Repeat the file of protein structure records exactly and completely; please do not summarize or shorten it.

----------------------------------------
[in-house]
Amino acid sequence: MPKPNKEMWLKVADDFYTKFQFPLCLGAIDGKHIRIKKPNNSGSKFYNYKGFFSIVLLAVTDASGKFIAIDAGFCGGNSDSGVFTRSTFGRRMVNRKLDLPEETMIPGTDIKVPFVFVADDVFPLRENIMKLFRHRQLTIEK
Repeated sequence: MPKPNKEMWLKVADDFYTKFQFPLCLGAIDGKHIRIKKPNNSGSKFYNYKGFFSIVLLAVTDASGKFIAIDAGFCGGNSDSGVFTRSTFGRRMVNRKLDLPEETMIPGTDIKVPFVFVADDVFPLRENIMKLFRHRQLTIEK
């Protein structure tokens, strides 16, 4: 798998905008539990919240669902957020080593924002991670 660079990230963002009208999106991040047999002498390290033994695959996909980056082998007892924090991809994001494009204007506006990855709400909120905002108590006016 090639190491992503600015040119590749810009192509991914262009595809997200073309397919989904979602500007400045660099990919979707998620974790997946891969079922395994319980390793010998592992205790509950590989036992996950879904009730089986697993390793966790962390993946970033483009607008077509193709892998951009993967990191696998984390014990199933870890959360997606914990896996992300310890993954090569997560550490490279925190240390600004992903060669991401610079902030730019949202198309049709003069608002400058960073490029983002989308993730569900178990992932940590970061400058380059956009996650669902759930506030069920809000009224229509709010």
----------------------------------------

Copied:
[in-house]
Amino acid sequence: MPKPNKEMWLKVADDFYTKFQFPLCLGAIDGKHIRIKKPNNSGSKFYNYKGFFSIVLLAVTDASGKFIAIDAGFCGGNSDSGVFTRSTFGRRMVNRKLDLPEETMIPGTDIKVPFVFVADDVFPLRENIMKLFRHRQLTIEK
Repeated sequence: MPKPNKEMWLKVADDFYTKFQFPLCLGAIDGKHIRIKKPNNSGSKFYNYKGFFSIVLLAVTDASGKFIAIDAGFCGGNSDSGVFTRSTFGRRMVNRKLDLPEETMIPGTDIKVPFVFVADDVFPLRENIMKLFRHRQLTIEK
């Protein structure tokens, strides 16, 4: 798998905008539990919240669902957020080593924002991670 660079990230963002009208999106991040047999002498390290033994695959996909980056082998007892924090991809994001494009204007506006990855709400909120905002108590006016 090639190491992503600015040119590749810009192509991914262009595809997200073309397919989904979602500007400045660099990919979707998620974790997946891969079922395994319980390793010998592992205790509950590989036992996950879904009730089986697993390793966790962390993946970033483009607008077509193709892998951009993967990191696998984390014990199933870890959360997606914990896996992300310890993954090569997560550490490279925190240390600004992903060669991401610079902030730019949202198309049709003069608002400058960073490029983002989308993730569900178990992932940590970061400058380059956009996650669902759930506030069920809000009224229509709010």